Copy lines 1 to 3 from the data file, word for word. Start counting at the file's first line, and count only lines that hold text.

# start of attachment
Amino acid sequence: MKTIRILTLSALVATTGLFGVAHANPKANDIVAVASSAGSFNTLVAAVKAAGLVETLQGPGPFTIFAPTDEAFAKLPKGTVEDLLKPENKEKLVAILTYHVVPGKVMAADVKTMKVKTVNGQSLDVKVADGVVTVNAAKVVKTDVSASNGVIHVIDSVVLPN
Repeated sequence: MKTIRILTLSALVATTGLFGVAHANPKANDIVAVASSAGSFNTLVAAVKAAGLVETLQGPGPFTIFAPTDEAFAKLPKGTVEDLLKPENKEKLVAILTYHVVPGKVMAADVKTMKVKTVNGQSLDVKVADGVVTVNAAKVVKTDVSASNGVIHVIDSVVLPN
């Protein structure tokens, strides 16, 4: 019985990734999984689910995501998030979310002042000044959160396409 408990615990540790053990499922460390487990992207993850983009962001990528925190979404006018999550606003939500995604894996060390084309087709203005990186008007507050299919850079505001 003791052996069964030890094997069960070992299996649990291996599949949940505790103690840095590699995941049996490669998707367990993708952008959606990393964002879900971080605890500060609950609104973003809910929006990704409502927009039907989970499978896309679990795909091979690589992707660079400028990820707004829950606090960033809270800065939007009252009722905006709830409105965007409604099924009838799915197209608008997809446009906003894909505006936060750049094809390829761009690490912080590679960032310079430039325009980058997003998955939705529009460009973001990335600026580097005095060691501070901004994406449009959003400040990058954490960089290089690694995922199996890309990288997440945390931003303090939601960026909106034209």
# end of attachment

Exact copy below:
Amino acid sequence: MKTIRILTLSALVATTGLFGVAHANPKANDIVAVASSAGSFNTLVAAVKAAGLVETLQGPGPFTIFAPTDEAFAKLPKGTVEDLLKPENKEKLVAILTYHVVPGKVMAADVKTMKVKTVNGQSLDVKVADGVVTVNAAKVVKTDVSASNGVIHVIDSVVLPN
Repeated sequence: MKTIRILTLSALVATTGLFGVAHANPKANDIVAVASSAGSFNTLVAAVKAAGLVETLQGPGPFTIFAPTDEAFAKLPKGTVEDLLKPENKEKLVAILTYHVVPGKVMAADVKTMKVKTVNGQSLDVKVADGVVTVNAAKVVKTDVSASNGVIHVIDSVVLPN
């Protein structure tokens, strides 16, 4: 019985990734999984689910995501998030979310002042000044959160396409 408990615990540790053990499922460390487990992207993850983009962001990528925190979404006018999550606003939500995604894996060390084309087709203005990186008007507050299919850079505001 003791052996069964030890094997069960070992299996649990291996599949949940505790103690840095590699995941049996490669998707367990993708952008959606990393964002879900971080605890500060609950609104973003809910929006990704409502927009039907989970499978896309679990795909091979690589992707660079400028990820707004829950606090960033809270800065939007009252009722905006709830409105965007409604099924009838799915197209608008997809446009906003894909505006936060750049094809390829761009690490912080590679960032310079430039325009980058997003998955939705529009460009973001990335600026580097005095060691501070901004994406449009959003400040990058954490960089290089690694995922199996890309990288997440945390931003303090939601960026909106034209």